Typically, when a user becomes infected by a crypto-ransomware, the infection targets and encrypts the files on the victim's hard drives. This leaves the operating system working properly, but with the user unable to open the encrypted documents. The Petya Ransomware takes it to the next level by encrypting portions of the hard drive itself that make it so you are unable to access anything on the drive, including Windows. At the time of this writing, the ransom payments are at ~.9 bitcoins and there is no way to decrypt your drive for free.
This ransomware is currently being distributed via emails that are targeting the human resources departments of German companies. These emails contain dropbox links to supposed applications that download a file that when executed will install the Petya Ransomware on the computer. An example filename for the installer is Bewerbungsmappe-gepackt.exe.
It is important to note that there is a lot of bad information on the web about how how to fix your computer when it has been encrypted by Petya. Many of these sites state that you can use the FixMBR command or repair your MBR to remove the infection. Though this will indeed remove the lock screen, it will not decrypt your MFT and thus your files and Windows will still be inaccessible. Only repair the MBR if you do not care about any lost data and want to reinstall Windows.
Back in January, there was another short-lived ransomware that was performing the same behavior, but was not as advanced. At that time, though, a sample was not able to be retrieved. It is unsure if Petya is a redesigned version of the previous one shown below.
When first installed, the Petya Ransomware will replace the boot drive's existing Master Boot Record, or MBR, with a malicious loader. The MBR is information placed at the very beginning on a hard drive that tells the computer how it should boot the operating system. It will then cause Windows to reboot in order to execute the new malicious ransomware loader, which will display a screen pretending to be CHKDSK. During this fake CHKDSK stage, Petya will encrypt the Master File Table on the drive. Once the MFT is corrupted, or encrypted in this case, the computer does not know where files are located, or if they even exist, and thus they are not accessible.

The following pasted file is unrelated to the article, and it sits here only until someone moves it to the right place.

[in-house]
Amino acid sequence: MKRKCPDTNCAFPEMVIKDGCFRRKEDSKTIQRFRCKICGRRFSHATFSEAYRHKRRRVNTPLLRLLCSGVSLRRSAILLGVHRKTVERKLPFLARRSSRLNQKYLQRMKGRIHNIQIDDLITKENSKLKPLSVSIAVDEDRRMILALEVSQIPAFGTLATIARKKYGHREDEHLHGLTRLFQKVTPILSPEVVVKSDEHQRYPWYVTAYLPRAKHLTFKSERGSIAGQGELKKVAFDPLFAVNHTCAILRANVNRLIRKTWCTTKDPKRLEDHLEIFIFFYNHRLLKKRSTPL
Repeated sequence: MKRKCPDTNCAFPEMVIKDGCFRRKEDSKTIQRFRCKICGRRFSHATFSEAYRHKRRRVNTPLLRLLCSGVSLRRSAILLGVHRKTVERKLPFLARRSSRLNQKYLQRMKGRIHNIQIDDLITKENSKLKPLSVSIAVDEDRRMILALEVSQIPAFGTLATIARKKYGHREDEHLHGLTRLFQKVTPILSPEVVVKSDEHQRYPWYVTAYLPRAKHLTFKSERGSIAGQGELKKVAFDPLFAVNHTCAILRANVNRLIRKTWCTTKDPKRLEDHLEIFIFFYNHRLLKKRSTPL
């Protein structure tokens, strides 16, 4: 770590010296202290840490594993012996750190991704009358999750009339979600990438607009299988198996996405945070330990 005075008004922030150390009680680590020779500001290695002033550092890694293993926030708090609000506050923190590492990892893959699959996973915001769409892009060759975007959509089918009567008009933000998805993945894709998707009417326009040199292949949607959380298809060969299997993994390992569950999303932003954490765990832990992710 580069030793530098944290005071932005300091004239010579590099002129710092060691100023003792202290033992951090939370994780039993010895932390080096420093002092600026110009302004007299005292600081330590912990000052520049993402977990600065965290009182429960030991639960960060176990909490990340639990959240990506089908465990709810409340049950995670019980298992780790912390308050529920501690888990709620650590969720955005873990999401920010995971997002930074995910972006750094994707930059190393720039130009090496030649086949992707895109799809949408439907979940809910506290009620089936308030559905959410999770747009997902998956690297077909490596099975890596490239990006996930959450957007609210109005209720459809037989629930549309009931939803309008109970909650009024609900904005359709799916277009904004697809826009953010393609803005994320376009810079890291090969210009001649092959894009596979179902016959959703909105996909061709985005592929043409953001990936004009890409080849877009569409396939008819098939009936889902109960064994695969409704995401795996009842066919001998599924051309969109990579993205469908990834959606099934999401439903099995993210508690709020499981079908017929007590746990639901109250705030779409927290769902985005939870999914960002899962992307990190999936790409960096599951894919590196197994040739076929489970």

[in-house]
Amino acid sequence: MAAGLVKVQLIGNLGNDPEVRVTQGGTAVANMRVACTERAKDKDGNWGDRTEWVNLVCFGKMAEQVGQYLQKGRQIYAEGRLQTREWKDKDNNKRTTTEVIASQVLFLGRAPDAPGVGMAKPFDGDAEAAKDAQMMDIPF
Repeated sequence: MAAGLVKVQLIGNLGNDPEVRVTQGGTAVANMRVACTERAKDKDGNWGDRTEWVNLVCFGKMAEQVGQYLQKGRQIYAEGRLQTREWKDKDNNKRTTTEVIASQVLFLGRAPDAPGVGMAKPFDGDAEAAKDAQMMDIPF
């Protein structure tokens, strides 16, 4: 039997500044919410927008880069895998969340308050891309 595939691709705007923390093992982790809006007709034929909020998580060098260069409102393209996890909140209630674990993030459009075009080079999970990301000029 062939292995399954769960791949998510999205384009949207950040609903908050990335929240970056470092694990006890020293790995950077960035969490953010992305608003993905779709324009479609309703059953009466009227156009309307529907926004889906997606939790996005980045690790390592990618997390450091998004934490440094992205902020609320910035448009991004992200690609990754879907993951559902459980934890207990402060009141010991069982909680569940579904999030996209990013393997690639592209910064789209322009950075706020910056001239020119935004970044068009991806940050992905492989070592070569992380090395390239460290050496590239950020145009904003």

Once the fake CHKDSK is completed, you will be presented with a lock screen that displays instructions on connecting to a TOR site and a unique ID you must use on the site to make the ransom payment. Once a ransom payment has been made, you will receive a password that you can enter into this screen to decrypt your computer.
How the Petya Ransomware encrypts your drive is illustrated in the video below.
When a victim visits the site they will be presented with a CAPTCHA page. Once a captcha is entered they will be shown the first page of the decryption site, which provides information on what has happened to the computer.
If a user clicks on the Start the decryption process they will be walked through a 5 step process where they learn how to make a payment and eventually retrieve a password. These steps are displayed below.
The fifth and final step becomes available when a ransom payment is sent to the associated address. It is assumed that the fifth step will display a page that contains the password you must enter into the lock screen on the victim's computer. Once a password is entered, the ransomware will decrypt the MFT and restore the original MBR. This will then allow you to boot back into Windows and access your files again.
As already stated, there is currently no way to decrypt your drive for free at this time. Researchers are analyzing this ransomware, though, so it may be possible in the future.